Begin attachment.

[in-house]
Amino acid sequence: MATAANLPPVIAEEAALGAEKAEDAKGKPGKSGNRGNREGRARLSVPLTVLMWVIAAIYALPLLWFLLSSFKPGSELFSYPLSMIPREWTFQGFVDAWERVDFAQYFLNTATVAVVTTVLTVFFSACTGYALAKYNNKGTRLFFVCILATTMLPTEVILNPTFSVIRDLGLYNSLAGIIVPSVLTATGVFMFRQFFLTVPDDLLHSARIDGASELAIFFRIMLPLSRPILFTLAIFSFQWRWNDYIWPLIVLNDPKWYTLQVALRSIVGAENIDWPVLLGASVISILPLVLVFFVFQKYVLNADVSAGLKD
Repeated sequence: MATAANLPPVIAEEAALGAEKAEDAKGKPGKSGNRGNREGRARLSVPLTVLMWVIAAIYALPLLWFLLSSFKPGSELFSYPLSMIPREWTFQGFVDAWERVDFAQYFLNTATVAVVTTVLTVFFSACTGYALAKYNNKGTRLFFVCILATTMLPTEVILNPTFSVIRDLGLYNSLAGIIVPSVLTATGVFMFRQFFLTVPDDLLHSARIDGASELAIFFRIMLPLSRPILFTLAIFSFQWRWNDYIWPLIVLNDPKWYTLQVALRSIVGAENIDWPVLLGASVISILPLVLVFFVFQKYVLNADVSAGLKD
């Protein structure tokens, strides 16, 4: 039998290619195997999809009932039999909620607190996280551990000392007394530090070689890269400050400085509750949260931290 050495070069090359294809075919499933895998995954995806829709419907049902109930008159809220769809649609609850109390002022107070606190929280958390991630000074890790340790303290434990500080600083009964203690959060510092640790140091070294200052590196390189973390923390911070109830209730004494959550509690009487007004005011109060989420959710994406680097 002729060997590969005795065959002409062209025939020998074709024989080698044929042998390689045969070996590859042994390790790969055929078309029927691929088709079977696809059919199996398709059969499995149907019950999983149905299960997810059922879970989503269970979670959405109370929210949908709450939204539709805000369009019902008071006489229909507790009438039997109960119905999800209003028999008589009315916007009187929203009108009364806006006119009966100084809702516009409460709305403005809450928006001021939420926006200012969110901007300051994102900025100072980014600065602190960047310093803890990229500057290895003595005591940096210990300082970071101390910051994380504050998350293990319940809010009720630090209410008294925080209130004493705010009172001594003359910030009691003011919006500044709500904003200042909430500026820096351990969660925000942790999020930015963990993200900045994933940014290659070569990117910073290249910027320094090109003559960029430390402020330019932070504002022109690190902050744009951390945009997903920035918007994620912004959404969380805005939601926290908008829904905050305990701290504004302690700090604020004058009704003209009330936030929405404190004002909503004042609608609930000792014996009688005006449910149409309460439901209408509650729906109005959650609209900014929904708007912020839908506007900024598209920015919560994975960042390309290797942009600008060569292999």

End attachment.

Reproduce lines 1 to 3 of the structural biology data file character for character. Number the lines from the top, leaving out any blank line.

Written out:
[in-house]
Amino acid sequence: MATAANLPPVIAEEAALGAEKAEDAKGKPGKSGNRGNREGRARLSVPLTVLMWVIAAIYALPLLWFLLSSFKPGSELFSYPLSMIPREWTFQGFVDAWERVDFAQYFLNTATVAVVTTVLTVFFSACTGYALAKYNNKGTRLFFVCILATTMLPTEVILNPTFSVIRDLGLYNSLAGIIVPSVLTATGVFMFRQFFLTVPDDLLHSARIDGASELAIFFRIMLPLSRPILFTLAIFSFQWRWNDYIWPLIVLNDPKWYTLQVALRSIVGAENIDWPVLLGASVISILPLVLVFFVFQKYVLNADVSAGLKD
Repeated sequence: MATAANLPPVIAEEAALGAEKAEDAKGKPGKSGNRGNREGRARLSVPLTVLMWVIAAIYALPLLWFLLSSFKPGSELFSYPLSMIPREWTFQGFVDAWERVDFAQYFLNTATVAVVTTVLTVFFSACTGYALAKYNNKGTRLFFVCILATTMLPTEVILNPTFSVIRDLGLYNSLAGIIVPSVLTATGVFMFRQFFLTVPDDLLHSARIDGASELAIFFRIMLPLSRPILFTLAIFSFQWRWNDYIWPLIVLNDPKWYTLQVALRSIVGAENIDWPVLLGASVISILPLVLVFFVFQKYVLNADVSAGLKD